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Asking for critiques or mentorship from published author members

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We've recently learned that some of our newer members are approaching some of our published members with requests for critique and/or mentorship.

Here's the deal:  We are a friendly, inclusive community here at Verla's, with a place for everyone from experienced professionals to the newest of newbies, and we welcome everybody.  Our more experienced members hang out here because they want to.  They like it for the same reasons all our members do--for the camaraderie, for a bit of a break from work, for shop talk.  Our published members are willing to "pay it forward."  They know that they were once unpublished, too, and they're willing to answer questions here on the boards, and furthermore, my guess is that if you were to run into someone at a conference and offer a greeting  of "Hi, I'm so-and-so from Verla's" that it would elicit a huge smile, a hearty handshake or even a hug from these folks.

However, the truth is that the leap from "willing to answer questions on a message board" to "willing to do extensive critiquing/offer personal advice/provide mentorship" is awfully big.  If you're asking someone you don't really know for this kind of help, you're probably saying to yourself that the worst they can say is no; that there's truth to that old saying "nothing ventured, nothing gained"; that it's worth a shot.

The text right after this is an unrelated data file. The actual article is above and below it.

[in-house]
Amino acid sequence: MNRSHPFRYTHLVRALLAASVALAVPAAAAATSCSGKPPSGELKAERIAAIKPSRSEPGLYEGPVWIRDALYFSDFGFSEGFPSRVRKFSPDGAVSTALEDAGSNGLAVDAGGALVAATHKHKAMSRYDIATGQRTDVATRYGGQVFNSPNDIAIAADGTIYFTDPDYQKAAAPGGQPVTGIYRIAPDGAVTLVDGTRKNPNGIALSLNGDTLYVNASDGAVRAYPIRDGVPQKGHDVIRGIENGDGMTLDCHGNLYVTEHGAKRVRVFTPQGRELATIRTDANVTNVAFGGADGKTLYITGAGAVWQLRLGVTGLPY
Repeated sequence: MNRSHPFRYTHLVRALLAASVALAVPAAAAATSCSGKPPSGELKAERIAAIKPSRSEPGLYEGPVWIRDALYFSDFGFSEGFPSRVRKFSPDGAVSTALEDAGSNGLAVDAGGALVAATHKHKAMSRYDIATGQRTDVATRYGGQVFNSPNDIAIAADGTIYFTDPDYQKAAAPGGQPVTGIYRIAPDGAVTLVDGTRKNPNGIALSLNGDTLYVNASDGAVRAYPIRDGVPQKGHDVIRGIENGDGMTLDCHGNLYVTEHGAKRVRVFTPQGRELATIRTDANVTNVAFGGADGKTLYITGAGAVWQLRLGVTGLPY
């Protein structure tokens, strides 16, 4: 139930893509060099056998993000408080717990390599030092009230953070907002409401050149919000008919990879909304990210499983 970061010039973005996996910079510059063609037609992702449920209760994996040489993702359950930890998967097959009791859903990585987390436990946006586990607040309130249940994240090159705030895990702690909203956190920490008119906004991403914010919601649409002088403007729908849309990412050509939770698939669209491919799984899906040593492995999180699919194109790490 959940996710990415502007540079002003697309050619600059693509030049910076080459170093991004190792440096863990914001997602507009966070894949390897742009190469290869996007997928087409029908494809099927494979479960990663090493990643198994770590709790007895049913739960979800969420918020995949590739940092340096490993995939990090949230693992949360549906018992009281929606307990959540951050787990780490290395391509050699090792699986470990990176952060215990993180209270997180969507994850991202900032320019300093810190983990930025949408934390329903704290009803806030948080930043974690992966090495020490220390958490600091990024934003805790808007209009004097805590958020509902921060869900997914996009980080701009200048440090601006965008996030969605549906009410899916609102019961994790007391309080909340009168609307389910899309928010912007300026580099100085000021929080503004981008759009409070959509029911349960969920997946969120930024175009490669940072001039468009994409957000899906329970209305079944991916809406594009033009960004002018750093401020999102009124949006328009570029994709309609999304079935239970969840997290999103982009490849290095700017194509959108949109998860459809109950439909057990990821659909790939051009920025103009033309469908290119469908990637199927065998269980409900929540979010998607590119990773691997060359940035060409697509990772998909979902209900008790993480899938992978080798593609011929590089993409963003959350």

However, I'm asking you to consider that putting an author on the spot with such a request is very likely to backfire.  At the very least, it puts the author in a situation where they have to say no, which can be awkward and stressful.  A more unpleasant consequence for all of us would be if our published authors feel pestered to the point where they decide that participation on the boards is no longer worth their time.  Then we all lose, because we've lost some of our greatest resources.

Bottom line:  If you need critique, find a writing buddy or a good critique group.  If you don't have a group or buddy yet, advertise or ask for help in our Critique Group thread.  If you need or want a professional critique, find a reputable service--there are a good number of them, and their fees are generally reasonable.  Please don't take advantage of our camaraderie here on the boards by alienating the published author members who offer so much to us all.

Thanks,

Anne Marie
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#1 - June 22, 2006, 11:49 AM
BUSY-EYED DAY (Beach Lane Books, 2018)
GROUNDHUG DAY (Disney-Hyperion, 2017)
VAMPIRINA AT THE BEACH (Disney-Hyperion, 2017)
among others